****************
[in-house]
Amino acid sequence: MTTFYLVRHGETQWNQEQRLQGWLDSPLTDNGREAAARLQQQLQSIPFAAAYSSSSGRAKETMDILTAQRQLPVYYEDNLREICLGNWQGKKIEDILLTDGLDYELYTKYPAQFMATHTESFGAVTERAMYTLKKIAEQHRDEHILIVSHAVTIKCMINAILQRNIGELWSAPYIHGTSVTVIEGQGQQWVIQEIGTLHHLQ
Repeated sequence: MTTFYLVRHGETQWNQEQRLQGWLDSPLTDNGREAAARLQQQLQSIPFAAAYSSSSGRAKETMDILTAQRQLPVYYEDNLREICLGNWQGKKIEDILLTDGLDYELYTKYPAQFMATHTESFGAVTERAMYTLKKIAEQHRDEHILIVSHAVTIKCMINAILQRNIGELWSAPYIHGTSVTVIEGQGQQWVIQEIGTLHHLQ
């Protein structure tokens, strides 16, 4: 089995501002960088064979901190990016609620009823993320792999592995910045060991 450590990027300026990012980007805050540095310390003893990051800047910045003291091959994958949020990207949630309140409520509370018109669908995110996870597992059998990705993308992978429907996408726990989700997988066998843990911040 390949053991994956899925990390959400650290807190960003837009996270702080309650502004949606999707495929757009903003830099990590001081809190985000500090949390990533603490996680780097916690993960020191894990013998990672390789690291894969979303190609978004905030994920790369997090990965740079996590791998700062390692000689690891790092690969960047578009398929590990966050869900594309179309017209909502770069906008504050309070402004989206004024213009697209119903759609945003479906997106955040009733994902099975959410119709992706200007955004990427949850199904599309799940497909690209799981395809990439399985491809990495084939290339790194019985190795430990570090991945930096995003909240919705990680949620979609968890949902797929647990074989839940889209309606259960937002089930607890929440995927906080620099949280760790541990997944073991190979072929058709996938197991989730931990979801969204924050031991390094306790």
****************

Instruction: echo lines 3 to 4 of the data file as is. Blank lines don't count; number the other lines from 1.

Repeated sequence: MTTFYLVRHGETQWNQEQRLQGWLDSPLTDNGREAAARLQQQLQSIPFAAAYSSSSGRAKETMDILTAQRQLPVYYEDNLREICLGNWQGKKIEDILLTDGLDYELYTKYPAQFMATHTESFGAVTERAMYTLKKIAEQHRDEHILIVSHAVTIKCMINAILQRNIGELWSAPYIHGTSVTVIEGQGQQWVIQEIGTLHHLQ
């Protein structure tokens, strides 16, 4: 089995501002960088064979901190990016609620009823993320792999592995910045060991 450590990027300026990012980007805050540095310390003893990051800047910045003291091959994958949020990207949630309140409520509370018109669908995110996870597992059998990705993308992978429907996408726990989700997988066998843990911040 390949053991994956899925990390959400650290807190960003837009996270702080309650502004949606999707495929757009903003830099990590001081809190985000500090949390990533603490996680780097916690993960020191894990013998990672390789690291894969979303190609978004905030994920790369997090990965740079996590791998700062390692000689690891790092690969960047578009398929590990966050869900594309179309017209909502770069906008504050309070402004989206004024213009697209119903759609945003479906997106955040009733994902099975959410119709992706200007955004990427949850199904599309799940497909690209799981395809990439399985491809990495084939290339790194019985190795430990570090991945930096995003909240919705990680949620979609968890949902797929647990074989839940889209309606259960937002089930607890929440995927906080620099949280760790541990997944073991190979072929058709996938197991989730931990979801969204924050031991390094306790």